Here’s a prime example of why.
A Denver 911 operator was mistaken when he told a motorist to return to the area where he and his companions had been threatened in a road-rage incident — moments before a fatal shooting, the head of the city’s emergency phone system acknowledged Monday.
The men who called 911 didn’t want to return to the area of the road rage incident but eventually gave in to the “authority” of the dispatcher. The dispatcher has no authority. Get this through you head. Despite what everyone is saying, even with some other recent incidents, just because a dispatcher says do X doesn’t mean you have to. You are free to make the decision yourself and if you feel it to be bad advice you do not need to follow it.
Secondly, the police are under no obligation to protect you. The police officers are not going to be dinged for not being there when this man was shot. The dispatcher, despite his facilitation, will not be charged with murder. You are responsible for your own defense and most assuredly if for some crazy reason you feel like heading back into a hot AO, carry your damn gun. Because, most likely, you’re going to need it if people were already threatening you. And if you’re heading to someplace where you think you’re going to need a gun, you’re breaking the first rule of survival, avoidance. You carry for the unexpected, when trouble finds you, don’t go looking for trouble.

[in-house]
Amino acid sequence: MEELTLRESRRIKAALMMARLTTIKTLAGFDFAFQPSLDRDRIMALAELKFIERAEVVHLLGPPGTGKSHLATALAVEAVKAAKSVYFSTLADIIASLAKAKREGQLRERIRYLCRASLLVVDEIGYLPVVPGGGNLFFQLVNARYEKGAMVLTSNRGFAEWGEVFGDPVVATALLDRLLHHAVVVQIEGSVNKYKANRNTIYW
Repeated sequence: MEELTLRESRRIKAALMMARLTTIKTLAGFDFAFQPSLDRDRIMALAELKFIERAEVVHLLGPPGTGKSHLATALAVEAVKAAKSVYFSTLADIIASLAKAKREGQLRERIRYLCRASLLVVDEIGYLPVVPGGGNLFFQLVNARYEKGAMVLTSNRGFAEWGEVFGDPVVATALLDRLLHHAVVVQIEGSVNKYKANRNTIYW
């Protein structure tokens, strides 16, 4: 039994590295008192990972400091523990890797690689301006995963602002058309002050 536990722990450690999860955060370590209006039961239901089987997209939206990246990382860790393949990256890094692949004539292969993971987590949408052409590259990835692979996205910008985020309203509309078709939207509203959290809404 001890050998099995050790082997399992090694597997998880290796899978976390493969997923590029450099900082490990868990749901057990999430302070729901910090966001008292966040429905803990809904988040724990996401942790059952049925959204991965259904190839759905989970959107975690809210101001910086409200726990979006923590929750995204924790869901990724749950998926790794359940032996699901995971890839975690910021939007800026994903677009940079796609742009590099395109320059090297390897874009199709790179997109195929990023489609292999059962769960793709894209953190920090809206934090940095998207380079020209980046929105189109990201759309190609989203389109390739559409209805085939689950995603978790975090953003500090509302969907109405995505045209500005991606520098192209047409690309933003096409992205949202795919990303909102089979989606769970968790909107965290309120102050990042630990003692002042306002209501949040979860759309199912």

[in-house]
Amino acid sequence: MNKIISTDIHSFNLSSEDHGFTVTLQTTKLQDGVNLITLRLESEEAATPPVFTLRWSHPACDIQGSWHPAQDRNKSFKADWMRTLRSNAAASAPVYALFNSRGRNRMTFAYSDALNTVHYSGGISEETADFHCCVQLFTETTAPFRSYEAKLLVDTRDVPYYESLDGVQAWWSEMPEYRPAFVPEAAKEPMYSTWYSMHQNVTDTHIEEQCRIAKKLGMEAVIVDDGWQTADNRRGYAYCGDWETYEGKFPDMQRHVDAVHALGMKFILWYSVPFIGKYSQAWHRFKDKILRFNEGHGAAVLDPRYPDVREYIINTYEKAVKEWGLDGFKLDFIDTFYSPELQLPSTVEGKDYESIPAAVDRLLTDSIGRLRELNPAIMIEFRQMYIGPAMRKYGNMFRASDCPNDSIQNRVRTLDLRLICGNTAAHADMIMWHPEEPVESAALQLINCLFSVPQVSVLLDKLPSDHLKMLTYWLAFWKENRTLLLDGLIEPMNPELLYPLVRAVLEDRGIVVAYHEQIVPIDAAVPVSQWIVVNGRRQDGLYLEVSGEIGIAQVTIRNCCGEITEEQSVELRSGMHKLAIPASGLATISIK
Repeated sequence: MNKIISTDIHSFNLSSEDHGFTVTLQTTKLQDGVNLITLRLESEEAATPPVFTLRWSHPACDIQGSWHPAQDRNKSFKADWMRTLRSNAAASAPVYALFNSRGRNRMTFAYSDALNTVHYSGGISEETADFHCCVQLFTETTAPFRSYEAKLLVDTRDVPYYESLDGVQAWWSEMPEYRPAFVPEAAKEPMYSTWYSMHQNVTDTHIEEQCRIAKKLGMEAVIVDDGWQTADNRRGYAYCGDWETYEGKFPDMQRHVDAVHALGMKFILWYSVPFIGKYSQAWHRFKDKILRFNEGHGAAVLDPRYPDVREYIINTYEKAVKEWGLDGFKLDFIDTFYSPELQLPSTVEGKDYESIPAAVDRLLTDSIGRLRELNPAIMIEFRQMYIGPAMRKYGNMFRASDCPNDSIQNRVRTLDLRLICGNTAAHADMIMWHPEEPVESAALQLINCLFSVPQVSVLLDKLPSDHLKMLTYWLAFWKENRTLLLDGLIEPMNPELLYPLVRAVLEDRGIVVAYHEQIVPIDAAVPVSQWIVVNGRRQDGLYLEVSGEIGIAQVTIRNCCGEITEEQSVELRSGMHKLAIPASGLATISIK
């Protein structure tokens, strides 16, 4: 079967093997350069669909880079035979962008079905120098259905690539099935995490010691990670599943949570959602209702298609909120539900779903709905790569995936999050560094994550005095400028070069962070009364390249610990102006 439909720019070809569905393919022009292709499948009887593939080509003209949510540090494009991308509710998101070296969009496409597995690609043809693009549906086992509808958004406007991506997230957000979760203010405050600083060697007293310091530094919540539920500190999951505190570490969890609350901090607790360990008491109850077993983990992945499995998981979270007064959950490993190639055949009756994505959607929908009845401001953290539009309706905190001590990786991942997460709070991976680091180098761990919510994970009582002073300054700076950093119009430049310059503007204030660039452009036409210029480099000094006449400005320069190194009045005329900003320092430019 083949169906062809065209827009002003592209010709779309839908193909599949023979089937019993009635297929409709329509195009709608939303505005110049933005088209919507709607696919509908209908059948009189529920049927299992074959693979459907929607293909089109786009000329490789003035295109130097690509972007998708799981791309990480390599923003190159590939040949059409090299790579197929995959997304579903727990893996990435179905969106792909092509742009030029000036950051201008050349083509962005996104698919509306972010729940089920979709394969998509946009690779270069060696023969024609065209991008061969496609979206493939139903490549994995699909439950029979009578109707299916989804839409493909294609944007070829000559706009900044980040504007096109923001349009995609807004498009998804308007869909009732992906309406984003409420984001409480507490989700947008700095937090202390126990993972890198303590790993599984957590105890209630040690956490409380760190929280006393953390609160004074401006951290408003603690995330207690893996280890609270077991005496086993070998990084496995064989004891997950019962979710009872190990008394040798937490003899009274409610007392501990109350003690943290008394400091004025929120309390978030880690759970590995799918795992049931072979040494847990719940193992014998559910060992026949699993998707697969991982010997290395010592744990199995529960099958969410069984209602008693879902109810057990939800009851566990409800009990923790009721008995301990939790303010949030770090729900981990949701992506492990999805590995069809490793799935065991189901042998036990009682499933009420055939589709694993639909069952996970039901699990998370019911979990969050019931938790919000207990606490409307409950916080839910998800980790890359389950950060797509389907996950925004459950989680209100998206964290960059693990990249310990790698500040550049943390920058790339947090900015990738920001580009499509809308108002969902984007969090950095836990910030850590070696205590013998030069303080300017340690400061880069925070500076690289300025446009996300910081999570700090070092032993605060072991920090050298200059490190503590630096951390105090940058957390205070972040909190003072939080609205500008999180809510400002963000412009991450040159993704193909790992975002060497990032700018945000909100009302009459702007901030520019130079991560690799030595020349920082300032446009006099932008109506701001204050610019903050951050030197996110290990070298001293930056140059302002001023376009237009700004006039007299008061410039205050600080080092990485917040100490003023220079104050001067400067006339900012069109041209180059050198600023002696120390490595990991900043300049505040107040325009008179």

Barron is the owner, editor, and principal author at The Minuteman, a competitive shooter, and staff member for Boomershoot. Even in his free time he’s merging his love and knowledge of computers and technology with his love of firearms.
He has a BS in electrical engineering from Washington State University. Immediately after college he went into work on embedded software and hardware for use in critical infrastructure. This included cryptographic communications equipment as well as command and control devices that were using that communications equipment. Since then he’s worked on just about everything ranging from toys, phones, other critical infrastructure, and even desktop applications. Doing everything from hardware system design, to software architecture, to actually writing software that makes your athletic band do its thing.